Use Azure IoT Hub Device Provisioning Service auto-provisioning to register the MXChip IoT DevKit with IoT Hub

This article describes how to use Azure IoT Hub Device Provisioning Service auto-provisioning, to register the MXChip IoT DevKit with Azure IoT Hub. In this tutorial, you learn how to:

  • Configure the global endpoint of the Device Provisioning service on a device.
  • Use a unique device secret (UDS) to generate an X.509 certificate.
  • Enroll an individual device.
  • Verify that the device is registered.

The MXChip IoT DevKit is an all-in-one Arduino-compatible board with rich peripherals and sensors. You can develop for it using Azure IoT Device Workbench or Azure IoT Tools extension pack in Visual Studio Code. The DevKit comes with a growing projects catalog to guide your prototype Internet of Things (IoT) solutions that take advantage of Azure services.

Before you begin

To complete the steps in this tutorial, first do the following tasks:

Open sample project

  1. Make sure your IoT DevKit is not connected to your computer. Start VS Code first, and then connect the DevKit to your computer.

  2. Click F1 to open the command palette, type and select Azure IoT Device Workbench: Open Examples.... Then select IoT DevKit as board.

  3. In the IoT Workbench Examples page, find Device Registration with DPS and click Open Sample. Then selects the default path to download the sample code. Open sample

Save a Unique Device Secret on device security storage

Auto-provisioning can be configured on a device based on the device's attestation mechanism. The MXChip IoT DevKit uses the Device Identity Composition Engine from the Trusted Computing Group. A Unique Device Secret (UDS) saved in an STSAFE security chip (STSAFE-A100) on the DevKit is used to generate the device's unique X.509 certificate. The certificate is used later for the enrollment process in the Device Provisioning service, and during registration at runtime.

A typical UDS is a 64-character string, as seen in the following sample:

19e25a259d0c2be03a02d416c05c48ccd0cc7d1743458aae1cb488b074993eae

To save a UDS on the DevKit:

  1. In VS Code, click on the status bar to select the COM port for the DevKit. Select COM Port

  2. On DevKit, hold down button A, push and release the reset button, and then release button A. Your DevKit enters configuration mode.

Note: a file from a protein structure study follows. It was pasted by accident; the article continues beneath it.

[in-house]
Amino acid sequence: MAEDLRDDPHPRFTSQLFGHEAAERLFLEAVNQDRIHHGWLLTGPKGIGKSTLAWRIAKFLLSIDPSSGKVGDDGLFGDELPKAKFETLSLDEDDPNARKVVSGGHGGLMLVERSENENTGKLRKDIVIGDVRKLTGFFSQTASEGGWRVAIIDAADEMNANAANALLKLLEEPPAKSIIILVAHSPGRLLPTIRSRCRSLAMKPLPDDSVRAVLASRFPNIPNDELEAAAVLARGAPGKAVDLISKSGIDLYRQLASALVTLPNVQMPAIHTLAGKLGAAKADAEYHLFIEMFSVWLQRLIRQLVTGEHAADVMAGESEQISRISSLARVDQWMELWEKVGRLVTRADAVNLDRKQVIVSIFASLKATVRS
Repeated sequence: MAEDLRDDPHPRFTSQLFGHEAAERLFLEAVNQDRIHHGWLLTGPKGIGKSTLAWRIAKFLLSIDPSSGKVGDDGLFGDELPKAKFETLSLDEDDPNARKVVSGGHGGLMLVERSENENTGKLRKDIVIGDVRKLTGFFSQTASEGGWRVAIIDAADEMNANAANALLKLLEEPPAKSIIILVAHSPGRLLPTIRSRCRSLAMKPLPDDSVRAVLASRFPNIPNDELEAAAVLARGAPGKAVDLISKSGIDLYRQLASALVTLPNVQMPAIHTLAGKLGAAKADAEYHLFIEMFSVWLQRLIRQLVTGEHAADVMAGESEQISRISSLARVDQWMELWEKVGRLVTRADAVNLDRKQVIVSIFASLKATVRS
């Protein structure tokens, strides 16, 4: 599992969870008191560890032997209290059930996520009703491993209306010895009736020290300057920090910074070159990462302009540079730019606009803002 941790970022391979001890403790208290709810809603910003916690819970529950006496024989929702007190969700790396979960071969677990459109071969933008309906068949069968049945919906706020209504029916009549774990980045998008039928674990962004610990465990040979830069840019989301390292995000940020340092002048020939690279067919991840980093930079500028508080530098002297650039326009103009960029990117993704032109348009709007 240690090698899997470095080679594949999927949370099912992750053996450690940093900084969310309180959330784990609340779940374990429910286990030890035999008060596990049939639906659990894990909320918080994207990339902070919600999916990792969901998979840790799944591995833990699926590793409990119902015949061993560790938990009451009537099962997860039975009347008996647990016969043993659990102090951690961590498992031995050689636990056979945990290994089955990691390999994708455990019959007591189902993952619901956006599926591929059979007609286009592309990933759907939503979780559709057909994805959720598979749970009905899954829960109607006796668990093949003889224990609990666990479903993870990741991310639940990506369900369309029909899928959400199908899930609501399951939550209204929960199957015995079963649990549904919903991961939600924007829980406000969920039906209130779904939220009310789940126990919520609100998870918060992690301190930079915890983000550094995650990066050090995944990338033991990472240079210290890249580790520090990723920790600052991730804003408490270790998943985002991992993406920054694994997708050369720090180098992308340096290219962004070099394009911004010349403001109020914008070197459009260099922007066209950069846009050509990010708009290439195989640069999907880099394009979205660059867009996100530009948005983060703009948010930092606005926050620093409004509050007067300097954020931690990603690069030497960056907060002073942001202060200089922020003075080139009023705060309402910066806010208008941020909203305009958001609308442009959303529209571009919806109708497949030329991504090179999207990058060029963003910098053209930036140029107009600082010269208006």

3. Click F1 to open the command palette, type and select Azure IoT Device Workbench: Configure Device Settings... > Config Unique Device String (UDS). Configure UDS

  4. Note down the generated UDS string. You will need it to generate the X.509 certificate. Then press Enter. Copy UDS

  5. Confirm from the notification that UDS has been configured on the STSAFE successfully. Configure UDS Success

Note

Alternatively, you can configure UDS via serial port by using utilities such as Putty. Follow Use configuration mode to do so.

Update the Global Device Endpoint and ID Scope

In device code, you need to specify the Device provisioning endpoint and ID scope to ensure the tenant isolation.

  1. In the Azure portal, select the Overview pane of your Device Provisioning service and note down the Global device endpoint and ID Scope values. Device Provisioning Service Global Endpoint and ID Scope

  2. Open DevKitDPS.ino. Find and replace [Global Device Endpoint] and [ID Scope] with the values you just noted down. Device Provisioning Service Endpoint

  3. Fill the registrationId variable in the code. Only alphanumeric, lowercase, and hyphen combination with a maximum of 128 characters is allowed. Also noted down the value. Registration ID

  4. Click F1, type and select Azure IoT Device Workbench: Upload Device Code. It starts compiling and uploading the code to DevKit. Device Upload

Generate X.509 certificate

The attestation mechanism used by this sample is X.509 certificate. You need to use a utility to generate it.

  1. In VS Code, click F1, type and select Open New Terminal to open terminal window.

  2. Run dps_cert_gen.exe in tool folder.

  3. Specify the compiled binary file location as ..\.build\DevKitDPS. Then paste the UDS and registrationId you just noted down. Generate X.509

  4. A .pem X.509 certificate generates in the same folder. X.509 file

Create a device enrollment entry

  1. In the Azure portal, open your Device Provision Service, navigate to Manage enrollments section, and click Add individual enrollment. Add individual enrollment

  2. Click file icon next to Primary Certificate .pem or .cer file to upload the .pem file generated. Upload .pem

Verify the DevKit is registered with Azure IoT Hub

Press the Reset button on your DevKit. You should see DPS Connected! on DevKit screen. After the device reboots, the following actions take place:

  1. The device sends a registration request to your Device Provisioning service.
  2. The Device Provisioning service sends back a registration challenge to which your device responds.
  3. On successful registration, the Device Provisioning service sends the IoT Hub URI, device ID, and the encrypted key back to the device.
  4. The IoT Hub client application on the device connects to your hub.
  5. On successful connection to the hub, you see the device appear in the IoT Hub Device Explorer. Device registered

Problems and feedback

If you encounter problems, refer to the Iot DevKit FAQs, or reach out to the following channels for support:

Next steps

In this tutorial, you learned to enroll a device securely to the Device Provisioning Service by using the Device Identity Composition Engine, so that the device can automatically register with Azure IoT Hub.

In summary, you learned how to:

  • Configure the global endpoint of the Device Provisioning service on a device.
  • Use a unique device secret to generate an X.509 certificate.
  • Enroll an individual device.
  • Verify that the device is registered.

Learn how to Create and provision a simulated device.